Two security researchers open-source code that can be used to take control of versions of the Microsoft Windows 7 x64 operating system. The team decided to release the code despite initial reservations over security.
researchers have made available for download the source code for a "bootkit" that
allows hackers to take control of Microsoft's Windows 7 operating system.
the software was first presented by researchers Vipin Kumar and Nitin
Kumar at the Hack In The Box security conference in Dubai
in April. At the conference, the two researchers demonstrated how attackers
could circumvent security features implemented in the kernel and gain
control over Windows 7 (x64).
hooks the basic hard disk reading mechanism, the INT
13h method, then waits for read requests," Vipin Kumar told eWEEK in an
e-mail. "When it finds a known signature, it patches the file in memory
and the process continues till we reach the kernel."
attack can be blocked using BitLocker Drive Encryption and the Trusted Platform
Module, and as demonstrated requires physical access to the system.
one has this kind of unrestricted access, one can do many things to compromise
the system," a Microsoft
spokesperson pointed out. "BitLocker, in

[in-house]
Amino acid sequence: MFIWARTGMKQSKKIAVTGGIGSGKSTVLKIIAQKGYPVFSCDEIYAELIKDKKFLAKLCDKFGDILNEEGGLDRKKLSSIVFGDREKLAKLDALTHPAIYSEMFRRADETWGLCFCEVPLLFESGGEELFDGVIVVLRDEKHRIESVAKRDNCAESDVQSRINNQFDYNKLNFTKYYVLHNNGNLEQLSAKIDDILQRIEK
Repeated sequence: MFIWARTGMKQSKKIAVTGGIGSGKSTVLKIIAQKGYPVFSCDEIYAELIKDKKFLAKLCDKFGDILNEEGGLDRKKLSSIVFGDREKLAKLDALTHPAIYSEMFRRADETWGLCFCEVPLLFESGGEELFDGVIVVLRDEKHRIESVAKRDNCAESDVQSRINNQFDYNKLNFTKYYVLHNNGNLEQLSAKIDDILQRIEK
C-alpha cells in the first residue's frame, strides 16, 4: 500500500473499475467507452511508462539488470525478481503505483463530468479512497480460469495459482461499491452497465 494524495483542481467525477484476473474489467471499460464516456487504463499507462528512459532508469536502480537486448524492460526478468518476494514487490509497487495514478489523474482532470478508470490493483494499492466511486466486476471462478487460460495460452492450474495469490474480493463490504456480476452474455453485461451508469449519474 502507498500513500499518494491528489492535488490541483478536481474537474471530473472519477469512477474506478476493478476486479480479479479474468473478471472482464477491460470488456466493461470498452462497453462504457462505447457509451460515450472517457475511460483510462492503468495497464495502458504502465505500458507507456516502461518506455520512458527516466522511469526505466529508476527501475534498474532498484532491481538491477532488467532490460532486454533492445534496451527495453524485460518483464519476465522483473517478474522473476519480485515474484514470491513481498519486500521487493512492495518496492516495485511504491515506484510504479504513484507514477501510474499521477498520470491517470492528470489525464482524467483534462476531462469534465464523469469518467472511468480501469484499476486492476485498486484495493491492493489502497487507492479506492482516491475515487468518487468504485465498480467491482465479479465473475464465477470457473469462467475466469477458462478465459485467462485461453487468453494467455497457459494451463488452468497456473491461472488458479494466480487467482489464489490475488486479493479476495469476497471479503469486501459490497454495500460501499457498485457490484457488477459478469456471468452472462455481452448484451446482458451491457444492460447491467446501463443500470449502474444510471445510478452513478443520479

addition to data encryption, can also help protect against physical-access
attacks with its secure-boot technology. The feature uses a Trusted Platform
Module (TPM 1.2) to help ensure that a PC running Windows 7 has not been
tampered with while the system was offline."
the BitLocker feature is not slated to be available in all editions of Windows
7, just the Enterprise and Ultimate
would really like Microsoft to release one single edition with all features
available to all user[s] instead of crippled editions," Kumar wrote.
"Right now BitLocker and TPM are only available in the high-end
it may be possible to modify the code to launch
an attack remotely,
Kumar explained that the level of effort required makes
are not concerned that someone might modify the code to make it remote-capable
because before he puts this much effort into Vbootkit, he might really have
some easier ways to get the job done than Vbootkit," Kumar wrote.
"Moreover, if that happens ... then it's time for security/anti-virus
companies to put some more hard work [in] and detect Vbootkit at run-time."
to concerns about misuse, the researchers had not made the code widely
available until now. Kumar explained that malware
always find a way to launch attacks, and that there are easier
ways to accomplish the same goal than Vbootkit.
we are trying [to do] is help more people understand the real enemy, malware ... So,
this might trigger up new ideas in [the] security industry to help solve the
problem," Kumar wrote. "We are still using age-old methods ... to